A dramatically growing, global middle class is becoming a “demand generator” for companies “because they want infrastructure, healthcare and good, stable electricity,” said John G. Rice, GE’s Vice Chairman and President and CEO of GE Global Growth Operations.
Rice’s comments came in a wide-ranging video conversation with former U.S. Ambassador John Negroponte last week during the World Economic Forum’s annual meeting in Davos.
During the conversation Negroponte talks about the Philippines, China and Mexico and how important each is to the U.S. On China he notes the “almost miraculous accomplishment” of economic reform that has lifted “so many out of abject poverty… and it continues to happen by leaps and bounds.”
On the Philippines he talks about the country’s “special relationship” with the U.S. and how the country has “cleaned up their image of corruption” allowing trading partners to focus on booming economy growing at six to seven percent annual and a market of 100 million people.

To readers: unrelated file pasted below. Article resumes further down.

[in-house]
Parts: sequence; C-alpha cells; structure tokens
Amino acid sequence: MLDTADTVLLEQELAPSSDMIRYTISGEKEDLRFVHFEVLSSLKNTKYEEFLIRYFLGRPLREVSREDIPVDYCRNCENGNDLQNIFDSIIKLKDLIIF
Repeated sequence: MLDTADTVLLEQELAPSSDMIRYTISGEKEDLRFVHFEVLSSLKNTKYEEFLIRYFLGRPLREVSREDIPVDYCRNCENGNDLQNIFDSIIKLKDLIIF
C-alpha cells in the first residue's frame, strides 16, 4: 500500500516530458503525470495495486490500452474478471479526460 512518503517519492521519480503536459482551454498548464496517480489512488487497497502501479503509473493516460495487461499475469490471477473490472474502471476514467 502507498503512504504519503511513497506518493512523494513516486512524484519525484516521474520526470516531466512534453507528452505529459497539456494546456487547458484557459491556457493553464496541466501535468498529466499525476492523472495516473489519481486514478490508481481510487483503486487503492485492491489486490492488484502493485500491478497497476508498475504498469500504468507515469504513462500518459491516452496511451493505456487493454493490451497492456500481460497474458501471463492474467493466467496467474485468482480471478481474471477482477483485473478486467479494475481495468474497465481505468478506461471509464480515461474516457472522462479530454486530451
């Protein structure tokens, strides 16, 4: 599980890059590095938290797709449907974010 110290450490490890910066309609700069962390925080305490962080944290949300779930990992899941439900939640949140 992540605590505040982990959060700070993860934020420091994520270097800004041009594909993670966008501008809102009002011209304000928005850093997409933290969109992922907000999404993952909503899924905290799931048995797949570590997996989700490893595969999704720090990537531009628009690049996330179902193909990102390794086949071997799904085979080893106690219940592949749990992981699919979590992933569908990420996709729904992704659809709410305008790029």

And on Mexico Negroponte highlights NAFTA, which he had a big hand in helping to negotiate, and notes that “from an economic perspective” Mexico is even more special to the U.S. than the Philippines because they are such as huge trading partner of the U.S. The success of NAFTA, he said, “is helping move us toward a North American economic platform with possibilities of competitive manufacturing and many other things.
Rice noted that people don’t understand the deep benefits to the U.S. of NAFTA “they see it as more of a threat than an opportunity,” he said, and “companies like ours have to have a sharper message” on the benefits of the trade agreement.